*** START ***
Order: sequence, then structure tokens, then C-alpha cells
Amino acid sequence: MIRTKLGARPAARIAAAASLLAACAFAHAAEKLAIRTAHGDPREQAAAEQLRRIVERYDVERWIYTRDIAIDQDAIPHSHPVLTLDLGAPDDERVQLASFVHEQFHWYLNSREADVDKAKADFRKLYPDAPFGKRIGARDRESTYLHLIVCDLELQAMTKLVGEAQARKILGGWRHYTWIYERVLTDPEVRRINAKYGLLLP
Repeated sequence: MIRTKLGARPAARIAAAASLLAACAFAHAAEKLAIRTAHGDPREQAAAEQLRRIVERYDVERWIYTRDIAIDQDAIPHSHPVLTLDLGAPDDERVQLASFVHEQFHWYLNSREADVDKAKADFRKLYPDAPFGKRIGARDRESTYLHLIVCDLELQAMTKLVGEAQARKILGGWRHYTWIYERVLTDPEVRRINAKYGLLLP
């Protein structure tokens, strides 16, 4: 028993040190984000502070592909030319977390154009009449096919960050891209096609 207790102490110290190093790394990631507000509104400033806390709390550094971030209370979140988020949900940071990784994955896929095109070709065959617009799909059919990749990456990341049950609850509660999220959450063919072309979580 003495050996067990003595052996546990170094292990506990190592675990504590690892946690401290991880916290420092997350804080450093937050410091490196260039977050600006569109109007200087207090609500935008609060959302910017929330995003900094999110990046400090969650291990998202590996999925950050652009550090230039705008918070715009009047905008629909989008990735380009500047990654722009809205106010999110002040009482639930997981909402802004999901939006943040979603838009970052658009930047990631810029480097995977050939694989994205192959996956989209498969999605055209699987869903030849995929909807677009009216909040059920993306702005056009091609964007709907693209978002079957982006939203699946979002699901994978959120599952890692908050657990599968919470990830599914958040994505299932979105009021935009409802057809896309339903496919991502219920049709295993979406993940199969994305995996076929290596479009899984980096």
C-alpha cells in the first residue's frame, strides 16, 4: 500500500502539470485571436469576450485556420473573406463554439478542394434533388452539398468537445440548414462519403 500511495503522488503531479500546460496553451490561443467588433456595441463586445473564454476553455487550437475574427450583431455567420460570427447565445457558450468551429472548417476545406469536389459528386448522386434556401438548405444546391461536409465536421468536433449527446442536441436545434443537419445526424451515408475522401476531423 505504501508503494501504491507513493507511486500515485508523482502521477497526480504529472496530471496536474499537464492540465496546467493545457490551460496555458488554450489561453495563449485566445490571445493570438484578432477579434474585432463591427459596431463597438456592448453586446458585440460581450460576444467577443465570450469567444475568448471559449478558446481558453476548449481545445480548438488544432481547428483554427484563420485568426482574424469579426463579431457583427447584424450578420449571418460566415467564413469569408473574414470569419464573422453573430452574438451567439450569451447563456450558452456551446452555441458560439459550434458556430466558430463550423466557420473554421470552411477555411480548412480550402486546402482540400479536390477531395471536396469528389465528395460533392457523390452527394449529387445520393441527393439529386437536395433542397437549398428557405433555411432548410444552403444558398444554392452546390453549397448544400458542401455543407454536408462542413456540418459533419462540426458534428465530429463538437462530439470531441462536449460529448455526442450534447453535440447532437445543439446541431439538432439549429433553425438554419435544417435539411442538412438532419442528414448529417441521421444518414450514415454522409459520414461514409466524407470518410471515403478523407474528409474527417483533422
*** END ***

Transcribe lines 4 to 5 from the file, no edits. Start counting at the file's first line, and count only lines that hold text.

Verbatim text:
């Protein structure tokens, strides 16, 4: 028993040190984000502070592909030319977390154009009449096919960050891209096609 207790102490110290190093790394990631507000509104400033806390709390550094971030209370979140988020949900940071990784994955896929095109070709065959617009799909059919990749990456990341049950609850509660999220959450063919072309979580 003495050996067990003595052996546990170094292990506990190592675990504590690892946690401290991880916290420092997350804080450093937050410091490196260039977050600006569109109007200087207090609500935008609060959302910017929330995003900094999110990046400090969650291990998202590996999925950050652009550090230039705008918070715009009047905008629909989008990735380009500047990654722009809205106010999110002040009482639930997981909402802004999901939006943040979603838009970052658009930047990631810029480097995977050939694989994205192959996956989209498969999605055209699987869903030849995929909807677009009216909040059920993306702005056009091609964007709907693209978002079957982006939203699946979002699901994978959120599952890692908050657990599968919470990830599914958040994505299932979105009021935009409802057809896309339903496919991502219920049709295993979406993940199969994305995996076929290596479009899984980096």
C-alpha cells in the first residue's frame, strides 16, 4: 500500500502539470485571436469576450485556420473573406463554439478542394434533388452539398468537445440548414462519403 500511495503522488503531479500546460496553451490561443467588433456595441463586445473564454476553455487550437475574427450583431455567420460570427447565445457558450468551429472548417476545406469536389459528386448522386434556401438548405444546391461536409465536421468536433449527446442536441436545434443537419445526424451515408475522401476531423 505504501508503494501504491507513493507511486500515485508523482502521477497526480504529472496530471496536474499537464492540465496546467493545457490551460496555458488554450489561453495563449485566445490571445493570438484578432477579434474585432463591427459596431463597438456592448453586446458585440460581450460576444467577443465570450469567444475568448471559449478558446481558453476548449481545445480548438488544432481547428483554427484563420485568426482574424469579426463579431457583427447584424450578420449571418460566415467564413469569408473574414470569419464573422453573430452574438451567439450569451447563456450558452456551446452555441458560439459550434458556430466558430463550423466557420473554421470552411477555411480548412480550402486546402482540400479536390477531395471536396469528389465528395460533392457523390452527394449529387445520393441527393439529386437536395433542397437549398428557405433555411432548410444552403444558398444554392452546390453549397448544400458542401455543407454536408462542413456540418459533419462540426458534428465530429463538437462530439470531441462536449460529448455526442450534447453535440447532437445543439446541431439538432439549429433553425438554419435544417435539411442538412438532419442528414448529417441521421444518414450514415454522409459520414461514409466524407470518410471515403478523407474528409474527417483533422